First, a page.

Short Beach on N. Oregon Coast Has Tales to Tell: Historical Oceanside Fun Facts
Published 06/22/2016 at 7:11 PM PDT - Published 06/23/2016 at 8:21 PM PDT
By Oregon Coast Beach Connection staff
(Oceanside, Oregon) – Short Beach, near Oceanside on the north Oregon coast, is an enticing hidden spot sitting along that backroad between Oceanside and the headland known as Cape Meares. Typified by a kind of manmade waterfall, an intriguing blob of basalt at the tide line, and about a quarter mile of clandestine attractions, there's a lot going on here.
Yet there's even more behind the scenes at this hotspot found next to Radar Road. Short Beach has a bit of baggage – historically speaking. It has some tales to tell: some pleasant, some not so.
The name Radar Road is your first clue. During World War II, there was a radar post here, keeping an eye out (or a ping, if you will) for enemy aircraft. The road entrance is a ways south of the actual radar bunker, and yes, the bunker is still there. The old construct still lurks behind the trees, barely visible up on what is surely now unstable hillside territory. You can't find it unless someone actually points it out to you – or if you're involved in geocaching. It's sometimes used for that treasure hunting hobby.
A mushy and even treacherous semi-trail can lead you up there, but it's rickety at best and not advisable.
By the '90s, Short Beach was becoming a rather hot little hidden spot. Those wandering that back road between Cape Meares and Oceanside are immediately struck by the mysterious stretch of sand below and that massive blob, which resembles Proposal Rock at Neskowin (close to Pacific City). Who in their right mind would not want to explore this little Oregon coast wonder?
The problem was this delicious beach tidbit had no real access. Getting to it meant half-crawling and half-sliding on your butt down a slippery, slimy cliff face: one that had little regard for your safety. The giant spillway had a small platform that was fairly easily accessible, which served as a nice viewpoint. But if you really wanted to see the beach, you had to take your chances.
And many did, with plenty not faring so well. Enough people literally cracked their heads on this slope that neighbors pooled their resources and had this stairway built, nicknamed “stairway of 100 steps.” This happened about 2000 or so. There was a sign at the trail entrance talking about this community project, but it seems to have disappeared in the last ten years.
Now it's a sprawling wonder and leg cramp-inducer (but it's better than a split skull). Made of railroad ties, the stairway takes a slightly meandering path down and now includes benches – and that viewpoint above the spillway still exists. It's harsh on the way down, but it's a real bear coming back up.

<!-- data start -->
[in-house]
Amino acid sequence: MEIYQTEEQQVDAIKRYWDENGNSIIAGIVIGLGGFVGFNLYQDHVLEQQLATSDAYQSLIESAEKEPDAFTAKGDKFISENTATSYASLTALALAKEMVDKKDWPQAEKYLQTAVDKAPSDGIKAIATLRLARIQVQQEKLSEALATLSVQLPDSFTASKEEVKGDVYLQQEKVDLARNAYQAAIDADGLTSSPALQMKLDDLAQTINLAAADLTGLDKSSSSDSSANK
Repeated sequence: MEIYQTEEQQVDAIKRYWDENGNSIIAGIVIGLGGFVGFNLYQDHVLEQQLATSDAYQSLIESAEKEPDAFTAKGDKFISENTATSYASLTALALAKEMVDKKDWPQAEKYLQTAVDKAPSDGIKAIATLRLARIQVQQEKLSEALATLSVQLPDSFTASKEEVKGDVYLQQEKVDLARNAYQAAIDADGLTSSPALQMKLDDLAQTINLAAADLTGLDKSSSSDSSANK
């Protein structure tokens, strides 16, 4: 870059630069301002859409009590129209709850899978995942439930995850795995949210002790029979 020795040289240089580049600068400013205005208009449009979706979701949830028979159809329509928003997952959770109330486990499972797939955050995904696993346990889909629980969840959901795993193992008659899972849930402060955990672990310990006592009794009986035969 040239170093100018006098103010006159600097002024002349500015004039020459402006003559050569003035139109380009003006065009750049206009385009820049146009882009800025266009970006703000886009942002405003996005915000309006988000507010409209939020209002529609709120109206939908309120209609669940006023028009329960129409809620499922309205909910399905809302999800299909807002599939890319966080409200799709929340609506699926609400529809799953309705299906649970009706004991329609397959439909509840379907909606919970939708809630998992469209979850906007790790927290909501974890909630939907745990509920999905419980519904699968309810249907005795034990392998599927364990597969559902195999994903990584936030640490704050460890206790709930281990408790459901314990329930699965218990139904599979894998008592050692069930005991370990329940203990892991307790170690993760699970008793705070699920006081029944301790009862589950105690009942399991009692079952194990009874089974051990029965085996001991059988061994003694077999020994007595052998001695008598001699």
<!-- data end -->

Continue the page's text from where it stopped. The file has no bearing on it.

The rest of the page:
Next to Short Beach, on the southern side of that towering basalt cliff, is Lost Boy Beach. So named because – according to legend – a boy was drowned there when the tide came into that extremely hidden spot and trapped him. No one seems to know if the tale is true, and the name goes back about 100 years or so. But if nothing else, it serves as a warning built right into the name – and rightly so.
Getting to Lost Boy Beach is out-of-control dangerous. From this northern side, you're almost guaranteed to get walloped. Extreme low tide events are about all that would make it even vaguely possible, and usually not even then.
The slightly more accessible side is from Oceanside via Tunnel Beach (sometimes known as Star Trek Beach). But the safety level is here is only higher by tiny degrees. Again, don't even think about it unless you're there during a rare extreme low tide situation. These probably don't happen more than twice a year and then for only an hour or less.
Instead, grab a binoculars or good zoom lens for your camera and check out Lost Boy Beach from the viewpoints at Cape Meares.
The final somewhat sad tale about the area is the northernmost tip of the Three Capes Tour: that road has been shut down for years now. You can only get to Oceanside and the Cape Meares lighthouse via a slightly longer route from Tillamook, taking you first through Netarts. Before, you could go straight from Tillamook to Bayocean Road, and then the northernmost entrance to the Three Capes Loop Road. Cape Meares and its lighthouse are less than a mile from there.
The area had been prone to landslides for decades. There were numerous winters since the late '80s where that road was shut down because of a spot next to a scenic viewpoint that had slid away. Always it be repaired eventually, but often there would be less and less of a road available. It kept shrinking.
By January 2013, one last slide was the straw that broke the camel's back and Tillamook County shut down the road indefinitely.
This time around, the county is waiting for funds for a permanent fix, not just a patch.
Tillamook Coast executive director Nan Devlin described the politics involved.
“And the state is reluctant to help fund the fix,” Devlin said. “So, the county is looking for major grant money to help get the road redone - and by that I mean moved.”
Reinstating that road would shave off about ten minutes from the drive to Oceanside from Tillamook, and even more to the Cape Meares headland. Where to stay in this area - Where to eat - Maps and Virtual Tours
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